Reverse GeoCache puzzle gets downsized

[Markus] built his own reverse geocache puzzle box but on a smaller scale than the original. His is based around a PIC 18F2520 and powered by two AAA batteries. The user interface includes one button, a 16×2 character LCD, and a piezo speaker. The box unlocks itself when the GPS module inside detects the proper location on the globe. There is also a secret code that can be tapped on the button to unlock the box prematurely, and another to show the locations in which the user attempted to open the box. This build doesn’t leave much room for a payload, but [Markus] did a great job designing the board and making the components fit as efficiently as possible.

Frustromantic Box, a reverse Geocache

One of the best feelings in the world is when one of our posts inspires a fellow hacker to plan, create, and execute his or her own project.

[Russ] let us know about his Frustromantic Box which he gained inspiration from the original Reverse Geochache we posted about. For those out of the loop, the box is locked and will only open in a certain location. The current distance to the  location is displayed on the screen when a button is pressed, and usually there is a limited number of button presses (3 presses for those that know geometry, 50 for everyone else). As soon as the box is at location, it will open.

The Frustromantic Box uses an Arduino, classic HD44780 display, a servo, and the pièce de résistance EM406 GPS. All built in time to frustrate his wife for Christmas.

Reverse geocache puzzle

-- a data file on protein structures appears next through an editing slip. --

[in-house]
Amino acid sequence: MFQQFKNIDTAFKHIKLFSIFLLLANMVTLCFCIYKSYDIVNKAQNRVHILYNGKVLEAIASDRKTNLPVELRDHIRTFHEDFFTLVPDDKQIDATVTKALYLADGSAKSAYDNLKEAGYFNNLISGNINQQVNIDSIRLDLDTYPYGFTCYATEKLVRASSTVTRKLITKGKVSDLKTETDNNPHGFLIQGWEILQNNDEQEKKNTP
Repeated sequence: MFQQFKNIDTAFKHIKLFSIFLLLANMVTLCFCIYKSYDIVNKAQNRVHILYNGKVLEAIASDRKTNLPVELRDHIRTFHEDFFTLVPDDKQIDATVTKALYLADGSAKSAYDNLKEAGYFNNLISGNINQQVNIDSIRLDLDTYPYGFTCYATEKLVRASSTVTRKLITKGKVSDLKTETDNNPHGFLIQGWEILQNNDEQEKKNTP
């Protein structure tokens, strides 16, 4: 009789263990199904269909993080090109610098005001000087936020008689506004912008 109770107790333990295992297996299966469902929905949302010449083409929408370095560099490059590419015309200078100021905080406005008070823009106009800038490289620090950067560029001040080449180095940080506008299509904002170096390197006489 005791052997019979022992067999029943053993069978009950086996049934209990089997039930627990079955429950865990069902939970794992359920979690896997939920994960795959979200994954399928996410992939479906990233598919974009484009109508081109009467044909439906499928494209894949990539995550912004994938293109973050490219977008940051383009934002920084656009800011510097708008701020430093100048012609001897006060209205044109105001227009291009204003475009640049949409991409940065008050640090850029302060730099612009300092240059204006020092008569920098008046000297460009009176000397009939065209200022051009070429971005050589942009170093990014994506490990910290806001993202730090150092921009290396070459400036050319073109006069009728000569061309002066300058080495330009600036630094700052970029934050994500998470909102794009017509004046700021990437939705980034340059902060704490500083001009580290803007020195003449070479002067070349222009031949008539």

[Mikal] wanted to create an awesome electronic wedding gift for his friend who was moving to France. After experimenting with a few things, he settled on creating a puzzle box that would only open in a certain location. Since his friend introduced him to the Arduino, he fittingly used one in the design, along with a serial GPS module and a mini character LCD. The box itself is locked using a servo-controlled chopstick, which could theoretically be snapped if [Mikal] really screwed something up. To save battery life, he used a small Pololu module to provide power that uses only 0.01 microamps in standby, and can be shut off by the Arduino.

The box was designed to be mysterious yet self-explanatory. When the button on the front is pushed, the box comes to life for 3 minutes, displaying the distance away from secret location. Additionally, it warns how many tries are left: the button can only be pushed 50 times before it is sealed “forever”. In order to open the box, you have to be within 2km of the destination. Theoretically, you can narrow down the location to one of 2 points after 2 readings, but a less scientific approach would probably be a lot more fun.

This seems like an amazing gift, and the same concept could be repurposed into hundreds of other devices. For extra fun, he could have placed it at a geocache location.